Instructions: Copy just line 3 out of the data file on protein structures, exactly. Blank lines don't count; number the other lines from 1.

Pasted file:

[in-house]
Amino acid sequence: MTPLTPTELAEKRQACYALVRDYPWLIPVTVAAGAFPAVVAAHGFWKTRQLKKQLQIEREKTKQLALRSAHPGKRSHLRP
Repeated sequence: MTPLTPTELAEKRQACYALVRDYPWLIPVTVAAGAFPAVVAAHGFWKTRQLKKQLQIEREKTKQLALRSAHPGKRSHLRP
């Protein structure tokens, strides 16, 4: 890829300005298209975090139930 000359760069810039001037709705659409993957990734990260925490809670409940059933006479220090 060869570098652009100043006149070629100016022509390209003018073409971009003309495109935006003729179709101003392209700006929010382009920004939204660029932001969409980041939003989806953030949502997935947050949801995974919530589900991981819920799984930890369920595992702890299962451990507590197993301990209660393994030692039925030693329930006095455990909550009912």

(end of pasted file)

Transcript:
Repeated sequence: MTPLTPTELAEKRQACYALVRDYPWLIPVTVAAGAFPAVVAAHGFWKTRQLKKQLQIEREKTKQLALRSAHPGKRSHLRP